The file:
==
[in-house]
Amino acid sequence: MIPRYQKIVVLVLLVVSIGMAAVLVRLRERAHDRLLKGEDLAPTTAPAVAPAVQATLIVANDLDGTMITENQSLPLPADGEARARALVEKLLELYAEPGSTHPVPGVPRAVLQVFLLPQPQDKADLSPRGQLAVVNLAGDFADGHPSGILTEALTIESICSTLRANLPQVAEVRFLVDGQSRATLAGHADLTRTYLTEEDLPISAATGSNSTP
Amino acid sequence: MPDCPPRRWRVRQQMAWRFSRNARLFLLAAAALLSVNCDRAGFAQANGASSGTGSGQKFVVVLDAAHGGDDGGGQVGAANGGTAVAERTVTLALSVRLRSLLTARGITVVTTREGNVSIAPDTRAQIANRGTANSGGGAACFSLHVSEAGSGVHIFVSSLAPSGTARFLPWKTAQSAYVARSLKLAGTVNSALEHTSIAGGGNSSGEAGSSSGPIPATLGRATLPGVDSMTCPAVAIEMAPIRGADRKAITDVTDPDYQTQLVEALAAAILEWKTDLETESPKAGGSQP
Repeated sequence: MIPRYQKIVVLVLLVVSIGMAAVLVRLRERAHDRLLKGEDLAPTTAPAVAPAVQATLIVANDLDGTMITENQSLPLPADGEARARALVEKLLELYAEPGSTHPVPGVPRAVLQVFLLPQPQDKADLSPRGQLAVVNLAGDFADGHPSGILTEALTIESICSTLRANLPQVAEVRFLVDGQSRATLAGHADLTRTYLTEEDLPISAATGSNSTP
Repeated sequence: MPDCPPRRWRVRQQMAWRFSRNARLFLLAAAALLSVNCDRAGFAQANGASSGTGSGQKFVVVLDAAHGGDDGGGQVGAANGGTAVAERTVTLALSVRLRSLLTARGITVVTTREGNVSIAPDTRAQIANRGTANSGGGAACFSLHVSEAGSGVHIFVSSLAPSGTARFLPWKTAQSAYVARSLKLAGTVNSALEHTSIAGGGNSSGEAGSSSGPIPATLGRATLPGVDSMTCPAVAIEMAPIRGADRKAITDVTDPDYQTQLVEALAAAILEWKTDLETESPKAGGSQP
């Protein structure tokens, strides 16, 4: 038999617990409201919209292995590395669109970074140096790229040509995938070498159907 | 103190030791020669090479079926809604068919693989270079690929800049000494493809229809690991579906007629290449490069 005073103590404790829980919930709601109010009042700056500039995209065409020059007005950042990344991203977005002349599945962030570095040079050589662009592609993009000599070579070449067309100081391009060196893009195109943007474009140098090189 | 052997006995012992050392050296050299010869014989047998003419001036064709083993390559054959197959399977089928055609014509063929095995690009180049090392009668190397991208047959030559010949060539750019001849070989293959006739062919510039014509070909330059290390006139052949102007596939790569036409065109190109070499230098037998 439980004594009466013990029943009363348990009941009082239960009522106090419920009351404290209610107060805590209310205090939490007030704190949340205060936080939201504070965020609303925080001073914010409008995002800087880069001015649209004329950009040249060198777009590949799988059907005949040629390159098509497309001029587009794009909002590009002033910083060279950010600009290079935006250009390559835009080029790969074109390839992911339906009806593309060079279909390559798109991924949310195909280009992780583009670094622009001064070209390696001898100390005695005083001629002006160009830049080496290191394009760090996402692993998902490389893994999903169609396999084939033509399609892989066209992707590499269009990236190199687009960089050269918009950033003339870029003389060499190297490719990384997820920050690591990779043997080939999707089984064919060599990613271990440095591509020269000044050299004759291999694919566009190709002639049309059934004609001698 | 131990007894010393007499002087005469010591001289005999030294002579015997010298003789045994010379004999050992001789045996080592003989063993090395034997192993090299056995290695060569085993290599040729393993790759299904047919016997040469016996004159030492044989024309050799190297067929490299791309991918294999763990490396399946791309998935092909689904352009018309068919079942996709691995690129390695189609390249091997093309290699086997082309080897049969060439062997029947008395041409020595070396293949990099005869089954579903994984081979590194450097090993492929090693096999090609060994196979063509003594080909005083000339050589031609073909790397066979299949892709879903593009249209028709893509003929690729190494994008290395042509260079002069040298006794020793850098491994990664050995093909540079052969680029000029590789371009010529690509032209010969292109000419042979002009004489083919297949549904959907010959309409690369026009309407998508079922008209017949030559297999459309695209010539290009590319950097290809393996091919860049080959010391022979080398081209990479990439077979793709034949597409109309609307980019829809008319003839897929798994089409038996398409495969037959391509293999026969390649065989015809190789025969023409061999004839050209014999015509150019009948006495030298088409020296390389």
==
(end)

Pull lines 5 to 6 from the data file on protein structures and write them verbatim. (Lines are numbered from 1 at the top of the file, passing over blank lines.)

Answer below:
Repeated sequence: MPDCPPRRWRVRQQMAWRFSRNARLFLLAAAALLSVNCDRAGFAQANGASSGTGSGQKFVVVLDAAHGGDDGGGQVGAANGGTAVAERTVTLALSVRLRSLLTARGITVVTTREGNVSIAPDTRAQIANRGTANSGGGAACFSLHVSEAGSGVHIFVSSLAPSGTARFLPWKTAQSAYVARSLKLAGTVNSALEHTSIAGGGNSSGEAGSSSGPIPATLGRATLPGVDSMTCPAVAIEMAPIRGADRKAITDVTDPDYQTQLVEALAAAILEWKTDLETESPKAGGSQP
């Protein structure tokens, strides 16, 4: 038999617990409201919209292995590395669109970074140096790229040509995938070498159907 | 103190030791020669090479079926809604068919693989270079690929800049000494493809229809690991579906007629290449490069 005073103590404790829980919930709601109010009042700056500039995209065409020059007005950042990344991203977005002349599945962030570095040079050589662009592609993009000599070579070449067309100081391009060196893009195109943007474009140098090189 | 052997006995012992050392050296050299010869014989047998003419001036064709083993390559054959197959399977089928055609014509063929095995690009180049090392009668190397991208047959030559010949060539750019001849070989293959006739062919510039014509070909330059290390006139052949102007596939790569036409065109190109070499230098037998 439980004594009466013990029943009363348990009941009082239960009522106090419920009351404290209610107060805590209310205090939490007030704190949340205060936080939201504070965020609303925080001073914010409008995002800087880069001015649209004329950009040249060198777009590949799988059907005949040629390159098509497309001029587009794009909002590009002033910083060279950010600009290079935006250009390559835009080029790969074109390839992911339906009806593309060079279909390559798109991924949310195909280009992780583009670094622009001064070209390696001898100390005695005083001629002006160009830049080496290191394009760090996402692993998902490389893994999903169609396999084939033509399609892989066209992707590499269009990236190199687009960089050269918009950033003339870029003389060499190297490719990384997820920050690591990779043997080939999707089984064919060599990613271990440095591509020269000044050299004759291999694919566009190709002639049309059934004609001698 | 131990007894010393007499002087005469010591001289005999030294002579015997010298003789045994010379004999050992001789045996080592003989063993090395034997192993090299056995290695060569085993290599040729393993790759299904047919016997040469016996004159030492044989024309050799190297067929490299791309991918294999763990490396399946791309998935092909689904352009018309068919079942996709691995690129390695189609390249091997093309290699086997082309080897049969060439062997029947008395041409020595070396293949990099005869089954579903994984081979590194450097090993492929090693096999090609060994196979063509003594080909005083000339050589031609073909790397066979299949892709879903593009249209028709893509003929690729190494994008290395042509260079002069040298006794020793850098491994990664050995093909540079052969680029000029590789371009010529690509032209010969292109000419042979002009004489083919297949549904959907010959309409690369026009309407998508079922008209017949030559297999459309695209010539290009590319950097290809393996091919860049080959010391022979080398081209990479990439077979793709034949597409109309609307980019829809008319003839897929798994089409038996398409495969037959391509293999026969390649065989015809190789025969023409061999004839050209014999015509150019009948006495030298088409020296390389």